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    CHECK YOUR DECK FOR WEAR AND TEAR

    Is your deck in tip-top shape or in need of repairs?  Time and weather can affect the beauty and safety of your deck. Every year, smart homeowners complete a visual inspection of their deck.  That way, you can detect defects before they become bigger issues. From a home inspector’s perspective, these are the areas to review to maintain a safe deck:

    1. Ledger- Your deck is attached to your house with a long horizontal board called a ledger board. Your deck is then constructed out of floor joists that are fastened to the ledger board.  The primary reason decks fail is that the ledger board has deteriorated and is not properly fastened to the house.   Keep wood decay at bay by checking to make sure the deck has the proper flashing running along the ledger.   Also, make sure the ledger board is bolted tightly to the house with either lag screws or carriage bolts directly into the frame of the house – not just the plywood sheathing.
    2. Concrete Piers– The next step is to view your deck from the ground up. Typically your deck will have vertical posts that rest on top of concrete piers. Make sure the concrete piers are not badly cracked or crumbling. If so- have a contractor dig out the old piers and pour new ones.
    3. Posts– Carefully inspect each post to ensure it is securely attached to the concrete pier.  Probe the bottom of the post with a screwdriver to make sure the wood is not rotten or spongy.  Replace as needed.
    4. Beams– Check the horizontal beams that support the floor joists for any cracks or water damage.  View the length of each beam to make sure it is not sagging under the weight of the deck.
    5. Floor Joists– Be sure the hanger for each floor joist is firmly fastened in place with hanger nails – not common screws or nails.   Pay close attention to the end of the joists as that is where they are most likely to rot or split.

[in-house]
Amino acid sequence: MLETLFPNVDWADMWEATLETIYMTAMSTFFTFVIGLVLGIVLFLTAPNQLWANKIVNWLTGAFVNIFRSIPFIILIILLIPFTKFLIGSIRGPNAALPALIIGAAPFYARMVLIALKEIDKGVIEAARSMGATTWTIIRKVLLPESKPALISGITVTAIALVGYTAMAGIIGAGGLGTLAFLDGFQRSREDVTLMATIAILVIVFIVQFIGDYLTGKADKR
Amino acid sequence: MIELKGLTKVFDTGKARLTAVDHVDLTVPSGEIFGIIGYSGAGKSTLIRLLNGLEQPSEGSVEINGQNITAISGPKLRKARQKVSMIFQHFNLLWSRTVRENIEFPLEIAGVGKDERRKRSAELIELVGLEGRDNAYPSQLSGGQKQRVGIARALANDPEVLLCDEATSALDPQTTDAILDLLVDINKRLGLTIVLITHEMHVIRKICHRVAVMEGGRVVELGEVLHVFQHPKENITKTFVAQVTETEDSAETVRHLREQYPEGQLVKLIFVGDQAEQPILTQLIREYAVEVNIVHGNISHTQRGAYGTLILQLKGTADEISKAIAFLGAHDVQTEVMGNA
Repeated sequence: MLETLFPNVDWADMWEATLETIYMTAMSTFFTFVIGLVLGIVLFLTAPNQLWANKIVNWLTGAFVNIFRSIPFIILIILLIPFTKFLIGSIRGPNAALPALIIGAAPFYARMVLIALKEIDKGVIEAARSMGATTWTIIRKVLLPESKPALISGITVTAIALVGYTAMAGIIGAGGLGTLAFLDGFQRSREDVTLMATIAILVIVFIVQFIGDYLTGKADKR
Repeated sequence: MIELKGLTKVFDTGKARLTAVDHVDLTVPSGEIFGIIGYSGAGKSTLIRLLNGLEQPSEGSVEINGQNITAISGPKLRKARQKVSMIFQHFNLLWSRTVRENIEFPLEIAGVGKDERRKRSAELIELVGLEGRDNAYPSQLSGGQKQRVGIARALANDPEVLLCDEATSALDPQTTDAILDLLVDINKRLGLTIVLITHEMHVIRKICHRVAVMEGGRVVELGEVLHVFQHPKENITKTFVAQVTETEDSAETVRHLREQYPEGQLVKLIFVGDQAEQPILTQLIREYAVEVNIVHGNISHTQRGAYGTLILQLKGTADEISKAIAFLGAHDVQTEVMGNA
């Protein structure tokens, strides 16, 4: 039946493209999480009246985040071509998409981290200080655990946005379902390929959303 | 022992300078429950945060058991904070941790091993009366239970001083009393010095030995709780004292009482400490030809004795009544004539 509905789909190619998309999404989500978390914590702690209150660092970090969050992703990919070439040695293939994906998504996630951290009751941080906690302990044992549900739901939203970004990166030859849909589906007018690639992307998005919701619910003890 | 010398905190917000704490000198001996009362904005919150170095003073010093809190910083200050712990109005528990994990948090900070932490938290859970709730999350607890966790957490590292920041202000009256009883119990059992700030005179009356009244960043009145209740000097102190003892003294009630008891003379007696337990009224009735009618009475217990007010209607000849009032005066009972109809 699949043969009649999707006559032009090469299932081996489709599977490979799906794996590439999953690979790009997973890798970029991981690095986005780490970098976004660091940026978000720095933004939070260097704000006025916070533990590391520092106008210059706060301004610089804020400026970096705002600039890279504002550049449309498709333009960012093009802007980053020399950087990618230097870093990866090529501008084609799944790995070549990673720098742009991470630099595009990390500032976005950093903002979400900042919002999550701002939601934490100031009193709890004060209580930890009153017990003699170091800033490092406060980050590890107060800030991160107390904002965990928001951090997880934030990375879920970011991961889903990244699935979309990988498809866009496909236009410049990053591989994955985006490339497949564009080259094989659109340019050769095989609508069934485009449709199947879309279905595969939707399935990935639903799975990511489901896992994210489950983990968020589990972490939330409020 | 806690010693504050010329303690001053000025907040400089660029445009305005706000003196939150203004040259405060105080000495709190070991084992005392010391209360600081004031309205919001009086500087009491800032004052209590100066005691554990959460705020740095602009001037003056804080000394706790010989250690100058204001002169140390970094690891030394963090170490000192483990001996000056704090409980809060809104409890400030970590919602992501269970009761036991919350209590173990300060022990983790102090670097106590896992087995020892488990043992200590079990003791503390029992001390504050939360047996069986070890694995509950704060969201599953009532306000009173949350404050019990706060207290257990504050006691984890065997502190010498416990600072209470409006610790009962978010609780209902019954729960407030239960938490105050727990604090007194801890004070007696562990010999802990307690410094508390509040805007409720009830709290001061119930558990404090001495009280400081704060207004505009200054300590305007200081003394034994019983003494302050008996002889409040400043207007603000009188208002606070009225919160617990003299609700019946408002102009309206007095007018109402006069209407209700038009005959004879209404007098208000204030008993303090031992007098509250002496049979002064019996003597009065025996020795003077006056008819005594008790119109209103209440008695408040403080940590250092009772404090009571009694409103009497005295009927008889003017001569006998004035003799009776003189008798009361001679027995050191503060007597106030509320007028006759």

6. Decking- The vast majority of decks are still wood – not PVC.  Inspect each deck board for signs of rot, insect infestation, water damage,  splinters, or popped nail heads. Remove and replace any damaged decking.
    7. Railings-Railings are another area where we see potential safety issues. Confirm that each rail post is firmly attached to the deck frame and is free of cracks, rot, and insects. Make sure each baluster is securely fastened to the horizontal rails,  Balusters should be sound and not spaced over 4 inches apart.  The handrail should not have any splinters or rough edges.
    8. Stairs– Check all the parts of the stairs – treads, stringers, handrails, balusters, and support posts for cracks or missing connections.   Check the bottom step carefully as it is closest to the ground and more susceptible to water or insect damage.   Make sure the top of the staircase has not pulled away from the deck frame.
    9. Bracing – On taller decks, you should have diagonal bracing to help stabilize the deck and prevent swaying. Inspect for cracking or rot- especially at the ends.   Confirm each brace is securely fastened with large screws or carriage bolts.

    By conducting an annual deck inspection and making the necessary repairs,  you can enjoy the safety and comfort of your deck for many years to come.

    Once you complete your deck inspection – if you see items that concern you- take a picture and we can have an inspector review it.  We have a relationship with one of the best inspectors in the area – Scott Emerson with BPG Inspections.

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